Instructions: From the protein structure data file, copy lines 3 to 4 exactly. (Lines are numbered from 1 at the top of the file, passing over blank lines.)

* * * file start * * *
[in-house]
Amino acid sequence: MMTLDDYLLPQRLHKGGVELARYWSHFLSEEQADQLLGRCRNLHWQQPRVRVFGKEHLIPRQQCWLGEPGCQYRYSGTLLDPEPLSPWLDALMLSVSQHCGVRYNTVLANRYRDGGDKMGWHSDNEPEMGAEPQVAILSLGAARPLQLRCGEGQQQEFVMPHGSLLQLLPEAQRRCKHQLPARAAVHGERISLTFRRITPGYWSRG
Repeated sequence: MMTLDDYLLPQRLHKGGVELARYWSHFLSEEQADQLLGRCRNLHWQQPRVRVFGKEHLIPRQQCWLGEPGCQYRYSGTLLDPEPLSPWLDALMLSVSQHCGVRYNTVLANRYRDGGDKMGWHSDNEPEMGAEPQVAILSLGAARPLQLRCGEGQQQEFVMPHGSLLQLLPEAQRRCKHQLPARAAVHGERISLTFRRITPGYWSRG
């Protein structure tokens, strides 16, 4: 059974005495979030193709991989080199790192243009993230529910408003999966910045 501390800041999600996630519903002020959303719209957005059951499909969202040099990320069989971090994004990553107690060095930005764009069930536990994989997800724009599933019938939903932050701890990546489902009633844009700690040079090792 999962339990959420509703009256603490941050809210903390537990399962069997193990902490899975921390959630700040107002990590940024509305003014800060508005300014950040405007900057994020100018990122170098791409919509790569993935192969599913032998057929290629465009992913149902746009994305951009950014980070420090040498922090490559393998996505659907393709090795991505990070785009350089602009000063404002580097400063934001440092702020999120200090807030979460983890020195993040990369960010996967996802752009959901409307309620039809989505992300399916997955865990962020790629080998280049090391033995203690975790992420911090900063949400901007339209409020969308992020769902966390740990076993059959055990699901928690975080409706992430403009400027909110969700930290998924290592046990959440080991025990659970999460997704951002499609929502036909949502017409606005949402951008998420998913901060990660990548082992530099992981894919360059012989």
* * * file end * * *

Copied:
Repeated sequence: MMTLDDYLLPQRLHKGGVELARYWSHFLSEEQADQLLGRCRNLHWQQPRVRVFGKEHLIPRQQCWLGEPGCQYRYSGTLLDPEPLSPWLDALMLSVSQHCGVRYNTVLANRYRDGGDKMGWHSDNEPEMGAEPQVAILSLGAARPLQLRCGEGQQQEFVMPHGSLLQLLPEAQRRCKHQLPARAAVHGERISLTFRRITPGYWSRG
């Protein structure tokens, strides 16, 4: 059974005495979030193709991989080199790192243009993230529910408003999966910045 501390800041999600996630519903002020959303719209957005059951499909969202040099990320069989971090994004990553107690060095930005764009069930536990994989997800724009599933019938939903932050701890990546489902009633844009700690040079090792 999962339990959420509703009256603490941050809210903390537990399962069997193990902490899975921390959630700040107002990590940024509305003014800060508005300014950040405007900057994020100018990122170098791409919509790569993935192969599913032998057929290629465009992913149902746009994305951009950014980070420090040498922090490559393998996505659907393709090795991505990070785009350089602009000063404002580097400063934001440092702020999120200090807030979460983890020195993040990369960010996967996802752009959901409307309620039809989505992300399916997955865990962020790629080998280049090391033995203690975790992420911090900063949400901007339209409020969308992020769902966390740990076993059959055990699901928690975080409706992430403009400027909110969700930290998924290592046990959440080991025990659970999460997704951002499609929502036909949502017409606005949402951008998420998913901060990660990548082992530099992981894919360059012989």